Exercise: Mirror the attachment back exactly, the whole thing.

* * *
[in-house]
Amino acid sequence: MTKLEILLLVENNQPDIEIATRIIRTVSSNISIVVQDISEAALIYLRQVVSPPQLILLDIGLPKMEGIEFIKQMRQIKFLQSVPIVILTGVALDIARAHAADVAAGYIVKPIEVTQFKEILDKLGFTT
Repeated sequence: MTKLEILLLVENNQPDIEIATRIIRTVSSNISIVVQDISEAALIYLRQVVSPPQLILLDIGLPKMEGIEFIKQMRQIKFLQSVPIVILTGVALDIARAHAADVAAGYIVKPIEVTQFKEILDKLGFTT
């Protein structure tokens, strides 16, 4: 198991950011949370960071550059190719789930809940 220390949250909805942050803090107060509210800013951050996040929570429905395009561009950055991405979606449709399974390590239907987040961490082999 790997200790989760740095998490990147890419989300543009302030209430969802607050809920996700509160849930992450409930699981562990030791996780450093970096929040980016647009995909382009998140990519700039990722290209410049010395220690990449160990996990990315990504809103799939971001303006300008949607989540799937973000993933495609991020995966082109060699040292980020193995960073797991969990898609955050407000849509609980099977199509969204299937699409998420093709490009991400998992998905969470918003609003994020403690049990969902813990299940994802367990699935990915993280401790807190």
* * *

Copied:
[in-house]
Amino acid sequence: MTKLEILLLVENNQPDIEIATRIIRTVSSNISIVVQDISEAALIYLRQVVSPPQLILLDIGLPKMEGIEFIKQMRQIKFLQSVPIVILTGVALDIARAHAADVAAGYIVKPIEVTQFKEILDKLGFTT
Repeated sequence: MTKLEILLLVENNQPDIEIATRIIRTVSSNISIVVQDISEAALIYLRQVVSPPQLILLDIGLPKMEGIEFIKQMRQIKFLQSVPIVILTGVALDIARAHAADVAAGYIVKPIEVTQFKEILDKLGFTT
């Protein structure tokens, strides 16, 4: 198991950011949370960071550059190719789930809940 220390949250909805942050803090107060509210800013951050996040929570429905395009561009950055991405979606449709399974390590239907987040961490082999 790997200790989760740095998490990147890419989300543009302030209430969802607050809920996700509160849930992450409930699981562990030791996780450093970096929040980016647009995909382009998140990519700039990722290209410049010395220690990449160990996990990315990504809103799939971001303006300008949607989540799937973000993933495609991020995966082109060699040292980020193995960073797991969990898609955050407000849509609980099977199509969204299937699409998420093709490009991400998992998905969470918003609003994020403690049990969902813990299940994802367990699935990915993280401790807190």